Click on any name on the route to go to the story for that place
The night was rainy, and our sleep was accompanied by the car horns with which we had become familiar.
This morning we started the tour proper. Luckily, at the end of the tour we were going to return to the same hotel, so we were able to leave some of our stuff with the Reception, rather than carting it all around Turkey.
|A model of the Topkapi grounds. It was hard to find good photographs of the place itself, so this has to be a substitute. Golden Horn in foreground, Sea of Marmara behind.|
Before leaving Istanbul, we visited the fabled Topkapi Palace, which was a bit of a disappointment. We were told that the most interesting part of the Palace was the Harem, but we did not have time for that, which would have taken an hour for a tour plus a wait in a queue. The buildings we did see were not very grand. However, the contents of the Treasury were. There were some incredible riches there. Two massive vases were made from what by my rough estimate was about a million US dollars worth of gold each. A Golden throne encrusted with rubies, some daggers encrusted with diamonds, big emeralds, and the world's 7th biggest diamond were among the many other remnants of Ottoman opulence on display.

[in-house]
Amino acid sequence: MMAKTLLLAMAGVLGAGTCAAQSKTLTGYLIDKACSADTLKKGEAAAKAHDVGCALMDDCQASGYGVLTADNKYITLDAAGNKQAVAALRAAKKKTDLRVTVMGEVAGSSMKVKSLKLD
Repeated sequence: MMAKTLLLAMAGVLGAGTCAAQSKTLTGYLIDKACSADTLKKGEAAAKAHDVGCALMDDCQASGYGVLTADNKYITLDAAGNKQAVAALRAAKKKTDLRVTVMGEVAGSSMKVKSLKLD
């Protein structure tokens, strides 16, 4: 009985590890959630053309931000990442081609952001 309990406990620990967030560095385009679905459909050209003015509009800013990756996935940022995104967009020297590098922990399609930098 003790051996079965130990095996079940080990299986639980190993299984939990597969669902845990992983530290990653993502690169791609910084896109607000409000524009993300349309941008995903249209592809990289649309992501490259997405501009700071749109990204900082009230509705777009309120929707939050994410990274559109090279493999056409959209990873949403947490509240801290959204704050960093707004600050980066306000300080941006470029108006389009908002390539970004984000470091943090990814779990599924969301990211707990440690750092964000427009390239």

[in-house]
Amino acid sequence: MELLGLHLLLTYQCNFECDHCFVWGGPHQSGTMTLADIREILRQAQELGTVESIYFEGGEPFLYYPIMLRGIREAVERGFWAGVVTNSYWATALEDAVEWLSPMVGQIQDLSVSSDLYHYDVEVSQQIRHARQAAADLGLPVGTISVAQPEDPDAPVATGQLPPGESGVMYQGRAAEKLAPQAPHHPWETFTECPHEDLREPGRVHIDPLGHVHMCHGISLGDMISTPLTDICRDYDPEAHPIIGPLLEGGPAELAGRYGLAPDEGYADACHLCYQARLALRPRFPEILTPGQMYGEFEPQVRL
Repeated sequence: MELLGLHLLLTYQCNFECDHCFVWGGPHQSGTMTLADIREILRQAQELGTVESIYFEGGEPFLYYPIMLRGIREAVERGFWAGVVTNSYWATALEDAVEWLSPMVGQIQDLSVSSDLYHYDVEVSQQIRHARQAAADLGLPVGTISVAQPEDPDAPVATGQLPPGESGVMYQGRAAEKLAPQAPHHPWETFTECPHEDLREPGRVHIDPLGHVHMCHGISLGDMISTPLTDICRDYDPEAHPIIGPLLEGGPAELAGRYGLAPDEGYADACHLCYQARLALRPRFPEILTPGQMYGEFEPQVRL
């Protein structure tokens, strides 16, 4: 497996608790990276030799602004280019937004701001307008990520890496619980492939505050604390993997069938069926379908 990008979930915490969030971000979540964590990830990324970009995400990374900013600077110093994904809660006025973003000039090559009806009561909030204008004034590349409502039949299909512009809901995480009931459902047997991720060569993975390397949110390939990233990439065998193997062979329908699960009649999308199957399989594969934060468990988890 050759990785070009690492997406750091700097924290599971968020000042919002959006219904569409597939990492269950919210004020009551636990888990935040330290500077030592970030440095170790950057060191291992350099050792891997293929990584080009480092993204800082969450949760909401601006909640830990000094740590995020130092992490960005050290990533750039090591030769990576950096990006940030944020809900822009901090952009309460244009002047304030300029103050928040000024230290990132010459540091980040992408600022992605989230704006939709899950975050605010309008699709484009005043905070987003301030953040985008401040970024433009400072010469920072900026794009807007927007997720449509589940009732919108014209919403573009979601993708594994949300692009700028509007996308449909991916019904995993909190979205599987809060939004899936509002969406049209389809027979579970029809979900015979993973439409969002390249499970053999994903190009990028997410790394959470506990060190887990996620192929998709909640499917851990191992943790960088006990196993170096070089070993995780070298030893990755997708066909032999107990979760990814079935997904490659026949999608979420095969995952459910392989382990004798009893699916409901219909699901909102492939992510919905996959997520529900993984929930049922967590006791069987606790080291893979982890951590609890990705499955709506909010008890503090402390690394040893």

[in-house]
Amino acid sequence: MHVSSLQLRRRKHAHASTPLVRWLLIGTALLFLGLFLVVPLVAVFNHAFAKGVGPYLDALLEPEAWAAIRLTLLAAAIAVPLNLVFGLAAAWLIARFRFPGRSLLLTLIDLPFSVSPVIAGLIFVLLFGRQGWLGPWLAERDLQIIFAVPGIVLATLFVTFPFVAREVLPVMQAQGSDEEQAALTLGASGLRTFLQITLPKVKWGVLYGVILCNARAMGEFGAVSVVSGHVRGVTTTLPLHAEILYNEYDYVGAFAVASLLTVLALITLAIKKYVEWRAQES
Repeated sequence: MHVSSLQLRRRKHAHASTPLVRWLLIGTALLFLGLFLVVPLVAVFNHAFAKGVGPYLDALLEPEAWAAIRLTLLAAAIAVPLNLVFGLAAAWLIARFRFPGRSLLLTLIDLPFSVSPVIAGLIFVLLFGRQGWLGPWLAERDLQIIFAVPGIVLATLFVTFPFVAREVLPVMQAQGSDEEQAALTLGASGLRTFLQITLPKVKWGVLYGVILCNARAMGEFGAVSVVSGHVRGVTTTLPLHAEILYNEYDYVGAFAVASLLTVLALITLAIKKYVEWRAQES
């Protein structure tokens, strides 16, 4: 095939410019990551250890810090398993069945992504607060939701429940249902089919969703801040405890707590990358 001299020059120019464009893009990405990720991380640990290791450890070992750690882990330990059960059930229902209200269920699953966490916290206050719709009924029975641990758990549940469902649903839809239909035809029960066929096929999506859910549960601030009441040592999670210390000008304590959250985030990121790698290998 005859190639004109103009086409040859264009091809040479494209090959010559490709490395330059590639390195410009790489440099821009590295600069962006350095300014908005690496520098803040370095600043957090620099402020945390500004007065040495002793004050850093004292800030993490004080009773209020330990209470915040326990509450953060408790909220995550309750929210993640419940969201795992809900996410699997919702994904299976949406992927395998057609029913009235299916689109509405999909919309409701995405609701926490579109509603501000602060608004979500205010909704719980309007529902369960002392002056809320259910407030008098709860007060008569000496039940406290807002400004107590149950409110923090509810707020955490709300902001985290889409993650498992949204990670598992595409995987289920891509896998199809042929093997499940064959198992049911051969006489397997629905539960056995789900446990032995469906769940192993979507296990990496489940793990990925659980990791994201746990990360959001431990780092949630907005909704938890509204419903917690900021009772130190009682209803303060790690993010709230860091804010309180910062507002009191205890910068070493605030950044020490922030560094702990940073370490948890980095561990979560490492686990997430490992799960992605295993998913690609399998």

|From the high bridge. The mosque near where we ate yesterday is in the foreground. The great mosques are visible in the distance at left (in the big version of this picture)|
From the Topkapi grounds, there is a very good view over the Golden Horn, the Bosphorus, and the Sea of Marmara, no doubt why the site was chosen for the palace. In the distance, we could see the high-level bridge over the Bosphorus to Asia Minor, where we had eaten lunch the previous day, and which was where we went next.
As we crossed the bridge, Ahmet pointed out below us on the Asian side a hospital founded by Florence Nightingale, who apparently is still something of a heroine in Turkey. (Not in the picture from the bridge, because the picture is of the European side, and on the wrong side of the bridge, too).